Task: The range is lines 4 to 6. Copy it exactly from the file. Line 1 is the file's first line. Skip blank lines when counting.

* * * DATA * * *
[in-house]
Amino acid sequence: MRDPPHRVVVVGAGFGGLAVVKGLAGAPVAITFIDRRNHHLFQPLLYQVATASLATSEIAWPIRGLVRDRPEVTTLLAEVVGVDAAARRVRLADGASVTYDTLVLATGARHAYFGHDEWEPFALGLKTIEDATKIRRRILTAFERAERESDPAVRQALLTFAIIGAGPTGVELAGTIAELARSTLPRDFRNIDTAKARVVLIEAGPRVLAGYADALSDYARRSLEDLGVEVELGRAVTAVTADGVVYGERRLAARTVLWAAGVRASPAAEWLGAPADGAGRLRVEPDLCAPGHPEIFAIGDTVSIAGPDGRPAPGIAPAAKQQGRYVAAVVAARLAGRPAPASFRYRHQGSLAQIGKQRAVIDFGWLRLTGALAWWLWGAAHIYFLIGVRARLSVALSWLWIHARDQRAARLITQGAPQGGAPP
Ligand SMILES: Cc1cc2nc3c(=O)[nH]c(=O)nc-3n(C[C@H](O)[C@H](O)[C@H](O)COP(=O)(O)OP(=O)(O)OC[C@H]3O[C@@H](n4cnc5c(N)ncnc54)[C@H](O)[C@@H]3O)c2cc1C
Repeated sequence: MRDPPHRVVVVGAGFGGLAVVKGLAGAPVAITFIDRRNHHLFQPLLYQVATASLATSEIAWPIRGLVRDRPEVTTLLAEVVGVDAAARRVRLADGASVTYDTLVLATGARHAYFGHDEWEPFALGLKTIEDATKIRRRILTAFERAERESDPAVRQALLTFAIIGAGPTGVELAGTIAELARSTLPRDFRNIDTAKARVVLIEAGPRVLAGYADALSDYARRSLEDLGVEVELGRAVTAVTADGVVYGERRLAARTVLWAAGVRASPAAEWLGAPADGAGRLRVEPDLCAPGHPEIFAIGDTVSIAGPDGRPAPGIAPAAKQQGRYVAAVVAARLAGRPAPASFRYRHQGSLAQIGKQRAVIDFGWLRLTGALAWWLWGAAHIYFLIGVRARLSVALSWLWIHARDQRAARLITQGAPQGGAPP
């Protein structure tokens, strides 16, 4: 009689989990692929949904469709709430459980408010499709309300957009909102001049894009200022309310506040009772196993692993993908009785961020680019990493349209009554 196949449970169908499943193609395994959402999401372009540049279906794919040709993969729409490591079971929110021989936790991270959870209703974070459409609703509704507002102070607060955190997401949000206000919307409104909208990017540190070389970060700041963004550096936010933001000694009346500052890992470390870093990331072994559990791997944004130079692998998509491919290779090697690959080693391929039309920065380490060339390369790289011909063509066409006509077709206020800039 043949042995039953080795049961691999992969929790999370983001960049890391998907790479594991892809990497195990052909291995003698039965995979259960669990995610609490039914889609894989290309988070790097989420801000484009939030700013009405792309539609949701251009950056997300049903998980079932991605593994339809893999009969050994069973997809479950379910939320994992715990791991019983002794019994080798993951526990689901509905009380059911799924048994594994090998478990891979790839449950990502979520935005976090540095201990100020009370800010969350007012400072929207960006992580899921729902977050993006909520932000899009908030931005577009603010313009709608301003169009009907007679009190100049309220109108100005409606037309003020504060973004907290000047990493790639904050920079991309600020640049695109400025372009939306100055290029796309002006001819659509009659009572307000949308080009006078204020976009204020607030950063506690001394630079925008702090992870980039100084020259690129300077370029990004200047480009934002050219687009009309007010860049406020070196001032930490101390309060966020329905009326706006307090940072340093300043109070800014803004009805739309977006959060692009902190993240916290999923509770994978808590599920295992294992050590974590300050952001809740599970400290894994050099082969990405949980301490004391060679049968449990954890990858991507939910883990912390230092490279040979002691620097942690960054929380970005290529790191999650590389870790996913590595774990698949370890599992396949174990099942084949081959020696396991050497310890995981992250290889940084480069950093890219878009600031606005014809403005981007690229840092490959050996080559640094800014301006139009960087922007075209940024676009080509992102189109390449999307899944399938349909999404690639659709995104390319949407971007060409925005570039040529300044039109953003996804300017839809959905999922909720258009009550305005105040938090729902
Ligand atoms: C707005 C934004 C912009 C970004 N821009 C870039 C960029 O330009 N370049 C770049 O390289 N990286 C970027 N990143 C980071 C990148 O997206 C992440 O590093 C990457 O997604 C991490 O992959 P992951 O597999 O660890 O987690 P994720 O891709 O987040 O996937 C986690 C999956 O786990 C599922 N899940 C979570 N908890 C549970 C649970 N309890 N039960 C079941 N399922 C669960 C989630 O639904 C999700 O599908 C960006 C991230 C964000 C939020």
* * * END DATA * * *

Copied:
Repeated sequence: MRDPPHRVVVVGAGFGGLAVVKGLAGAPVAITFIDRRNHHLFQPLLYQVATASLATSEIAWPIRGLVRDRPEVTTLLAEVVGVDAAARRVRLADGASVTYDTLVLATGARHAYFGHDEWEPFALGLKTIEDATKIRRRILTAFERAERESDPAVRQALLTFAIIGAGPTGVELAGTIAELARSTLPRDFRNIDTAKARVVLIEAGPRVLAGYADALSDYARRSLEDLGVEVELGRAVTAVTADGVVYGERRLAARTVLWAAGVRASPAAEWLGAPADGAGRLRVEPDLCAPGHPEIFAIGDTVSIAGPDGRPAPGIAPAAKQQGRYVAAVVAARLAGRPAPASFRYRHQGSLAQIGKQRAVIDFGWLRLTGALAWWLWGAAHIYFLIGVRARLSVALSWLWIHARDQRAARLITQGAPQGGAPP
């Protein structure tokens, strides 16, 4: 009689989990692929949904469709709430459980408010499709309300957009909102001049894009200022309310506040009772196993692993993908009785961020680019990493349209009554 196949449970169908499943193609395994959402999401372009540049279906794919040709993969729409490591079971929110021989936790991270959870209703974070459409609703509704507002102070607060955190997401949000206000919307409104909208990017540190070389970060700041963004550096936010933001000694009346500052890992470390870093990331072994559990791997944004130079692998998509491919290779090697690959080693391929039309920065380490060339390369790289011909063509066409006509077709206020800039 043949042995039953080795049961691999992969929790999370983001960049890391998907790479594991892809990497195990052909291995003698039965995979259960669990995610609490039914889609894989290309988070790097989420801000484009939030700013009405792309539609949701251009950056997300049903998980079932991605593994339809893999009969050994069973997809479950379910939320994992715990791991019983002794019994080798993951526990689901509905009380059911799924048994594994090998478990891979790839449950990502979520935005976090540095201990100020009370800010969350007012400072929207960006992580899921729902977050993006909520932000899009908030931005577009603010313009709608301003169009009907007679009190100049309220109108100005409606037309003020504060973004907290000047990493790639904050920079991309600020640049695109400025372009939306100055290029796309002006001819659509009659009572307000949308080009006078204020976009204020607030950063506690001394630079925008702090992870980039100084020259690129300077370029990004200047480009934002050219687009009309007010860049406020070196001032930490101390309060966020329905009326706006307090940072340093300043109070800014803004009805739309977006959060692009902190993240916290999923509770994978808590599920295992294992050590974590300050952001809740599970400290894994050099082969990405949980301490004391060679049968449990954890990858991507939910883990912390230092490279040979002691620097942690960054929380970005290529790191999650590389870790996913590595774990698949370890599992396949174990099942084949081959020696396991050497310890995981992250290889940084480069950093890219878009600031606005014809403005981007690229840092490959050996080559640094800014301006139009960087922007075209940024676009080509992102189109390449999307899944399938349909999404690639659709995104390319949407971007060409925005570039040529300044039109953003996804300017839809959905999922909720258009009550305005105040938090729902
Ligand atoms: C707005 C934004 C912009 C970004 N821009 C870039 C960029 O330009 N370049 C770049 O390289 N990286 C970027 N990143 C980071 C990148 O997206 C992440 O590093 C990457 O997604 C991490 O992959 P992951 O597999 O660890 O987690 P994720 O891709 O987040 O996937 C986690 C999956 O786990 C599922 N899940 C979570 N908890 C549970 C649970 N309890 N039960 C079941 N399922 C669960 C989630 O639904 C999700 O599908 C960006 C991230 C964000 C939020």